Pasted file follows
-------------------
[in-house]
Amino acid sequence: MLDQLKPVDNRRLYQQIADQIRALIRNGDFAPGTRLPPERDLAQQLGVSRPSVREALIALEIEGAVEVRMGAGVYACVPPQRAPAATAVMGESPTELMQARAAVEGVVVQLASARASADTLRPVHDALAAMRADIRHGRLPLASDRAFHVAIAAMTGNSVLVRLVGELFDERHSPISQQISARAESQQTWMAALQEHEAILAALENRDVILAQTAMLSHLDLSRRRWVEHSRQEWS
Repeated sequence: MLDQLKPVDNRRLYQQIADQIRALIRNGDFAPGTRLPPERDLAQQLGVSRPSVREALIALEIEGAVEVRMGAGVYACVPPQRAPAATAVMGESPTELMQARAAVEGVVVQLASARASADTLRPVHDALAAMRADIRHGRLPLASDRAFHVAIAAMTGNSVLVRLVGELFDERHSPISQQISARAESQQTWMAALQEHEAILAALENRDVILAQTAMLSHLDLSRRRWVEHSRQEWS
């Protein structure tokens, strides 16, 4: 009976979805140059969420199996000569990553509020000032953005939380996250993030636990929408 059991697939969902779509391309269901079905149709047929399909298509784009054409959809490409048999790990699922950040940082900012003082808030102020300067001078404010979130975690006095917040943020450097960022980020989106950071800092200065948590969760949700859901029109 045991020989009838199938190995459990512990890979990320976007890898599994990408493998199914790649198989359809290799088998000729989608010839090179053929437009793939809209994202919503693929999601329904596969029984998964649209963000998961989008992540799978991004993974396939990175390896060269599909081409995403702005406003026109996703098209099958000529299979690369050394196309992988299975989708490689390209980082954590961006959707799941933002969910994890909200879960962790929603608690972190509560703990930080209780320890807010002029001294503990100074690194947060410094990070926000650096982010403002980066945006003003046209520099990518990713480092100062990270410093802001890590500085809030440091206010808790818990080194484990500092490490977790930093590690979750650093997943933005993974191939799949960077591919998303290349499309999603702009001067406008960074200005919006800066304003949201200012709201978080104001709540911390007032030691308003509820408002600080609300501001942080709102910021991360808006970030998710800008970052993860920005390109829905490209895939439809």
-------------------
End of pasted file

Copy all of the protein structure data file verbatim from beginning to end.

[in-house]
Amino acid sequence: MLDQLKPVDNRRLYQQIADQIRALIRNGDFAPGTRLPPERDLAQQLGVSRPSVREALIALEIEGAVEVRMGAGVYACVPPQRAPAATAVMGESPTELMQARAAVEGVVVQLASARASADTLRPVHDALAAMRADIRHGRLPLASDRAFHVAIAAMTGNSVLVRLVGELFDERHSPISQQISARAESQQTWMAALQEHEAILAALENRDVILAQTAMLSHLDLSRRRWVEHSRQEWS
Repeated sequence: MLDQLKPVDNRRLYQQIADQIRALIRNGDFAPGTRLPPERDLAQQLGVSRPSVREALIALEIEGAVEVRMGAGVYACVPPQRAPAATAVMGESPTELMQARAAVEGVVVQLASARASADTLRPVHDALAAMRADIRHGRLPLASDRAFHVAIAAMTGNSVLVRLVGELFDERHSPISQQISARAESQQTWMAALQEHEAILAALENRDVILAQTAMLSHLDLSRRRWVEHSRQEWS
């Protein structure tokens, strides 16, 4: 009976979805140059969420199996000569990553509020000032953005939380996250993030636990929408 059991697939969902779509391309269901079905149709047929399909298509784009054409959809490409048999790990699922950040940082900012003082808030102020300067001078404010979130975690006095917040943020450097960022980020989106950071800092200065948590969760949700859901029109 045991020989009838199938190995459990512990890979990320976007890898599994990408493998199914790649198989359809290799088998000729989608010839090179053929437009793939809209994202919503693929999601329904596969029984998964649209963000998961989008992540799978991004993974396939990175390896060269599909081409995403702005406003026109996703098209099958000529299979690369050394196309992988299975989708490689390209980082954590961006959707799941933002969910994890909200879960962790929603608690972190509560703990930080209780320890807010002029001294503990100074690194947060410094990070926000650096982010403002980066945006003003046209520099990518990713480092100062990270410093802001890590500085809030440091206010808790818990080194484990500092490490977790930093590690979750650093997943933005993974191939799949960077591919998303290349499309999603702009001067406008960074200005919006800066304003949201200012709201978080104001709540911390007032030691308003509820408002600080609300501001942080709102910021991360808006970030998710800008970052993860920005390109829905490209895939439809």